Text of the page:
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Explain How a Follower of Natural Law Theory Might Approach the Issue Surrounding Abortion.

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a) Explain how a follower of Natural Law theory might approach the issue surrounding abortion.

The Natural Law Theory has developed over time since the era of the ancient Greeks, and it is not necessarily based on one single theory. Natural law is the belief that God has created the universe to work in certain ways. The structure of Natural Law is not accidental; it is deliberate and has important implications to the human race (this can also be used to argue the existence of God in the teleological argument). Humans have a duty to conform to Natural Law. If they do not conform it is morally bad.

St Thomas Aquinas linked his idea of Natural Law with Aristotle’s view that people have a specific nature, purpose and function. Aristotle said that not only does everything have a purpose, but also it achieves supreme good when it fulfill its purpose. Aristotle stated that the supreme good for humans is to achieve happiness, which can be related to mill’s utilitarianism where our aim is to gain happiness by avoiding pain and gaining pleasure, but Aristotle did not follow the consequentialist nature of utilitarianism. Aristotle said we were to achieve the final goal by living a life of reason based on what we experience, and this follows the deontological nature of Kantian ethics. Aquinas said that humans beings have an essential rational nature given by God in order for us to live and flourish, even without God reason can discover laws that lead to human flourishing, this is why it is also accepted by atheist. Aquinas also said that Natural Law is universal and should be used to judge laws of particular societies.

In this theory we have primary precepts and secondary precepts. Primary precepts are fundamental principles revealed to us by God. Aquinas applied these to everyone without exception. The primary precepts are; the preservation of life; reproduction; the nurture and education of the young; living peacefully in society; to worship God. These precepts are always true and there is no exception. Then we have secondary precepts, which are dependent on our own judgment of what we would do in a certain situation, and are open to faulty reasoning. Secondary precepts require the use of reasoning and experience. You must use the secondary precepts to keep the primary precepts in order for humanity to flourish. If we were to look at the primary precept of the preservation of life, abortion for example would not be acceptable.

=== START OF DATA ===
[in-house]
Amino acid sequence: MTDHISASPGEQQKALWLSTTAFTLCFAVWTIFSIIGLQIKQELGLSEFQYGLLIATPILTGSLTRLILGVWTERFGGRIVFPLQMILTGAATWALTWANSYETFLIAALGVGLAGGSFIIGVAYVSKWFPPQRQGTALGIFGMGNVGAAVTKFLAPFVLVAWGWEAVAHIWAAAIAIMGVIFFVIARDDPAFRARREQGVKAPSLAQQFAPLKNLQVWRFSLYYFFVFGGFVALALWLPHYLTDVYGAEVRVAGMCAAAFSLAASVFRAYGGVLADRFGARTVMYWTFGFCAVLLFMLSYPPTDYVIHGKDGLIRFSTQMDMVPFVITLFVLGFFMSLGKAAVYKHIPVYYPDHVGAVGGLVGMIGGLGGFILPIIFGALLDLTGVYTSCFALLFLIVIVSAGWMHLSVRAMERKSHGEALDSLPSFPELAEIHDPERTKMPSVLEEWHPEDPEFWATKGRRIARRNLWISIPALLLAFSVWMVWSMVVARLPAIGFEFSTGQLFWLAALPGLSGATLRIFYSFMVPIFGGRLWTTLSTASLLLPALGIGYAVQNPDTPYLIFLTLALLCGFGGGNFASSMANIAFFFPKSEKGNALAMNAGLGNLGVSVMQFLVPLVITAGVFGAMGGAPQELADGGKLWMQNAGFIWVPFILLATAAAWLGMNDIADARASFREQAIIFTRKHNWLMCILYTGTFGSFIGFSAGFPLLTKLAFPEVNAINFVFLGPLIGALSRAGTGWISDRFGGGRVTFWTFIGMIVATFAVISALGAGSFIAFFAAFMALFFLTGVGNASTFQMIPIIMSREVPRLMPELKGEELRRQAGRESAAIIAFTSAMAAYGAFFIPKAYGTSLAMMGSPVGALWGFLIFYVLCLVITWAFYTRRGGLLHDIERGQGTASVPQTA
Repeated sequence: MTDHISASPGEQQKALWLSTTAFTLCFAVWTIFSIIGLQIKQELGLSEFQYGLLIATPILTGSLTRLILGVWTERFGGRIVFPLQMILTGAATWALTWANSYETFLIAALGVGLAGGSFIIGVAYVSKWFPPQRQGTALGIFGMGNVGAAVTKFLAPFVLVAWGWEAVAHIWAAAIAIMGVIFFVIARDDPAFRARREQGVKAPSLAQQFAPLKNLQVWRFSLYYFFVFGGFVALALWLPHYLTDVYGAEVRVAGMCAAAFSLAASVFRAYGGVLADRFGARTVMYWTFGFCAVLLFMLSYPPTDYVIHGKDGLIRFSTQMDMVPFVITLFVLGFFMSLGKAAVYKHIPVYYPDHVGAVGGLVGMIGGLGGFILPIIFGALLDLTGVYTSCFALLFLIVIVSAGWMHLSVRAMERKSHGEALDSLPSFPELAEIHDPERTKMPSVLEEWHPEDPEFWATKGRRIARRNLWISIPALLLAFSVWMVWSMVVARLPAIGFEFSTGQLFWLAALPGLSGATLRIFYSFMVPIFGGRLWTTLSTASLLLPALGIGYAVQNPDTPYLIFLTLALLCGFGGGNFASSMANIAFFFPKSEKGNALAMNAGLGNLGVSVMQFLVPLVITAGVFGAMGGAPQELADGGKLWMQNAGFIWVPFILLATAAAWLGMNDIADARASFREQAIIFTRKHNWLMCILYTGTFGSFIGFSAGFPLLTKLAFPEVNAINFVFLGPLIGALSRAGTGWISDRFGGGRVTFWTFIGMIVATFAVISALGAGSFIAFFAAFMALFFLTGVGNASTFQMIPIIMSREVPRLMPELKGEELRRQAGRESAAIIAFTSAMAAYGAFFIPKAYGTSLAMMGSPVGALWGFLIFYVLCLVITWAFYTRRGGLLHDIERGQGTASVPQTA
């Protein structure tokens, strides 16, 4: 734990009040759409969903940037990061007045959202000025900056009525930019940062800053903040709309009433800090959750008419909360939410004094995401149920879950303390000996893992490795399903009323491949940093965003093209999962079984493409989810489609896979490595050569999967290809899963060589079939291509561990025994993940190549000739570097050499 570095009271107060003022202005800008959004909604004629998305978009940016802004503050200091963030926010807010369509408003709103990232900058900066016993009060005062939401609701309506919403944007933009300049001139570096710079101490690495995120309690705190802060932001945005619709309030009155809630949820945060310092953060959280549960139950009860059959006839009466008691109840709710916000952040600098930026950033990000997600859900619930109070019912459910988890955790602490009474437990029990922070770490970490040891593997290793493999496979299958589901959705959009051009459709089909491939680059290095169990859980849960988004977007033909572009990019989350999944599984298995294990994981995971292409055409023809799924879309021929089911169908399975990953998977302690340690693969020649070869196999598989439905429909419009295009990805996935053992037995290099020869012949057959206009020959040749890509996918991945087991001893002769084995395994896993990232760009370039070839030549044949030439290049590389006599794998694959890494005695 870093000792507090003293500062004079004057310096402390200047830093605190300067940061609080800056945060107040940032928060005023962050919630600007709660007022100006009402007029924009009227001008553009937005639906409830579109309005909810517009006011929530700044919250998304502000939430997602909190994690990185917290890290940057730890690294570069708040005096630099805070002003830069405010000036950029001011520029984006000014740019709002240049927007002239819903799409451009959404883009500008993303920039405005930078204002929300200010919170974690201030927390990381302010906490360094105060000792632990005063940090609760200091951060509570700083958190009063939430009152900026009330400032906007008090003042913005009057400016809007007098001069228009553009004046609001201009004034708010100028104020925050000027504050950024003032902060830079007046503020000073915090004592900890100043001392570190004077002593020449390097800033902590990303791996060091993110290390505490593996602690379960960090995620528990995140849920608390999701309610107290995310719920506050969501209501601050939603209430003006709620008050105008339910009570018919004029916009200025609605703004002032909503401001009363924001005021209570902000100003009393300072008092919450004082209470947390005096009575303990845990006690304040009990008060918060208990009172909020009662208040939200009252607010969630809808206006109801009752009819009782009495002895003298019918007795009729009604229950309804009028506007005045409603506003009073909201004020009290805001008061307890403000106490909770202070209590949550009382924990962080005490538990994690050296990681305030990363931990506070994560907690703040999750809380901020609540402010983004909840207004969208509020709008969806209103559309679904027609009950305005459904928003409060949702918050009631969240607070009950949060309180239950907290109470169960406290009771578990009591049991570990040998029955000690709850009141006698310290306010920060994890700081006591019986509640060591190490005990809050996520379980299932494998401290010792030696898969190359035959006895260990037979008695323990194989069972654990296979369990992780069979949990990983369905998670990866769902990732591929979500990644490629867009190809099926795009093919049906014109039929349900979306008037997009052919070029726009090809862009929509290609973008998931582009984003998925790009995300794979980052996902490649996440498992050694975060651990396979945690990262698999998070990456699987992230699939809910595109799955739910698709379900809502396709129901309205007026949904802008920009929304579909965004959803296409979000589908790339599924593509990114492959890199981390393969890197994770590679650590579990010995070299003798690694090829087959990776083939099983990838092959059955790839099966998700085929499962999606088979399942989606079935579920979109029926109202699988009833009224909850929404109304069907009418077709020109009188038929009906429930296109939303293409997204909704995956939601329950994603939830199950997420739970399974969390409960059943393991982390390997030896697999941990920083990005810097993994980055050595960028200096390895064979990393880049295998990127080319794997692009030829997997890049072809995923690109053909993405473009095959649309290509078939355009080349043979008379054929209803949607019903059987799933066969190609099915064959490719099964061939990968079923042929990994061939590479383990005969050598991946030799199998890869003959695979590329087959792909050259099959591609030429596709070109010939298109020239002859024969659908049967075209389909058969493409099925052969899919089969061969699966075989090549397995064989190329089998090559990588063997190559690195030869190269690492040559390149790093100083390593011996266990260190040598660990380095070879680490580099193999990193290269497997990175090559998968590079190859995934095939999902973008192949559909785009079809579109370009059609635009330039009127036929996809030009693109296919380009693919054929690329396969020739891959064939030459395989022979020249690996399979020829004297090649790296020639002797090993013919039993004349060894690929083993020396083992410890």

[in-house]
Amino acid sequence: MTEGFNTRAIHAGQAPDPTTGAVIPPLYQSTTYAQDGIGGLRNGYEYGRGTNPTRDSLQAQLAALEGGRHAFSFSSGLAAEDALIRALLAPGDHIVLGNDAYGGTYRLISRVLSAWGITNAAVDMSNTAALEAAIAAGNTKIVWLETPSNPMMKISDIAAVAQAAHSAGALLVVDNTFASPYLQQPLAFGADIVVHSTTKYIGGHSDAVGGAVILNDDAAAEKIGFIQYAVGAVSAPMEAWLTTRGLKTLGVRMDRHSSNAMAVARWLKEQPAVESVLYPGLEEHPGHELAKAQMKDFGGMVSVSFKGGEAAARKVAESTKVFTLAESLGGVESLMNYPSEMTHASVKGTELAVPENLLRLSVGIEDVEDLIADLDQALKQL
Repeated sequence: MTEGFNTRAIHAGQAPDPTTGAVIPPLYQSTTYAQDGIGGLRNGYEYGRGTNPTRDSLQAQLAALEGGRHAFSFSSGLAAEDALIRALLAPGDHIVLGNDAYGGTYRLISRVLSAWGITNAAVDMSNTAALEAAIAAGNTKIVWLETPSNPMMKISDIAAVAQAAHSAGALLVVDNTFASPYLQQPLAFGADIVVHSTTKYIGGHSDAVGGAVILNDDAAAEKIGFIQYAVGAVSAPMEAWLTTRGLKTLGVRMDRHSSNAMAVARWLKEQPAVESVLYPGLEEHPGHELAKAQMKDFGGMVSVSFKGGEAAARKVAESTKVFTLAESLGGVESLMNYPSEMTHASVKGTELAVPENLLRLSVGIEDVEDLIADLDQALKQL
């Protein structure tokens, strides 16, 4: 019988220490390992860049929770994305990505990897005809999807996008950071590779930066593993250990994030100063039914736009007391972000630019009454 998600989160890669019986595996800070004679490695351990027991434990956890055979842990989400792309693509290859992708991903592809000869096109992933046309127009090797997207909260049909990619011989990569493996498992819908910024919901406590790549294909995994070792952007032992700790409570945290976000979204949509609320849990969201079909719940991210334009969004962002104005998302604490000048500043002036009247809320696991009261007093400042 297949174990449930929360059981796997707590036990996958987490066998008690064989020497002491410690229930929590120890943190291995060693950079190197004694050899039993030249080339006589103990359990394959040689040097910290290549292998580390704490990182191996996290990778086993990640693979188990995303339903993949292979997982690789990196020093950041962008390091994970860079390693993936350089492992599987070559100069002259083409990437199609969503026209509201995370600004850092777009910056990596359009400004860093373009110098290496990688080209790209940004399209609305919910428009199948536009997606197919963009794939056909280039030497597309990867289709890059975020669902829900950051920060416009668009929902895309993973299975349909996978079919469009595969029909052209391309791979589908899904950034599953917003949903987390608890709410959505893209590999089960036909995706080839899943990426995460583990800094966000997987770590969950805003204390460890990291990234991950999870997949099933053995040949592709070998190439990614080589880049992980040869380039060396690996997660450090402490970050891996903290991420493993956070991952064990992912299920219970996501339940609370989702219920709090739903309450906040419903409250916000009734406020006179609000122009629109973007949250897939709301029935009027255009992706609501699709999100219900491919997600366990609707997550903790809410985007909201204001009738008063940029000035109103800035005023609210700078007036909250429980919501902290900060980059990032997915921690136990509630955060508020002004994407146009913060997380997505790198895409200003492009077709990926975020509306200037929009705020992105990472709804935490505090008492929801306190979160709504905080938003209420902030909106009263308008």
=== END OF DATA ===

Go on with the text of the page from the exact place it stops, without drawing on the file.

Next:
Natural Law does not consider unknown consequences but it is the action itself in which is wrong. When we look at abortion and look at the situations through Natural Law, we realize that we should never take part in abortion. Just like Christianity, Natural Law looks at human life as though it is sacred, so in cases of rape and incest, the mother will have to give birth to the child. Another one of the primary precept to Natural Law is to protect the innocent. The unborn child will have no choice in the matter so therefore it must be protected.

When the mother’s life is at risk we can look at this through different angels within Natural Law. Abortion would not be an option if the fetus were to be harmed so the choice would be for the mother to pass and the child to be born as we are protecting the innocent in this case. Utilitarians would agree because they will measure someone’s life through the hedonic calculus and the more years a person has to live, the more good he could achieve, even though this is based entirely on prediction. However, if we were looking at an ectopic pregnancy, both the mother and the fetus will die. If we were to look at the double effect, there is still a way in which to save the mother. Abortion is still considered an evil act, so that is not an option to keep in mind but there is another way. If we look at the situation where our motive is to save the mother, a rightful act would be to cut the fallopian tube, the act is just as it is not technically an abortion, and we have preserved the life of the mother.

It is important in Natural Law that we do not let our desire or our emotions come into play (just like is Kantian ethics), and we need to based our decisions on pure reason. When it is life threatening to the mother, the mother must choose to let her child live or to stay alive and not let her feeling towards her family or her life goals get in the way of preserving and protecting her innocent child’s potential life. If you were to agree to have an abortion you may see it as a clean choice as you will have the chance to have another child and be able to live a longer life, but this is not real good. This is known as apparent good. Another example of apparent Good can be committing adultery, you may see it as good, as no one is getting hurt and there is only pleasure to gain as long as your spouse does not find out, but it is not real good as you are betraying your partner and if they were to figure out that you are having an affair all that can come from that is pain and suffering. In the case of abortion the real good would be to allow the child to be born as you are conforming to two of the primary precepts.

If we are to go down a virtuous path when it comes to abortion, we must take caution, circumspection, foresight, ingenuity, memory, passivity, reason and understanding and all of this will fall under duty. As a follower of Natural Law your duty is to follow the primary precepts, and in the case of abortion we must preserve human life and protect the innocent so the virtuous path would be to not commit abortion.

Overall Natural Law does not agree with abortion. As followers of Natural Law are to preserve life and protect the innocent, abortion is not an option. In ectopic pregnancy if our motive is to preserve the mothers life it is right to cut the fallopian tube and it is not technically and abortion. The main thing in is to follow the primary precepts, which will lead human life to flourish.

b) Natural Law has no serious weaknesses. Discuss.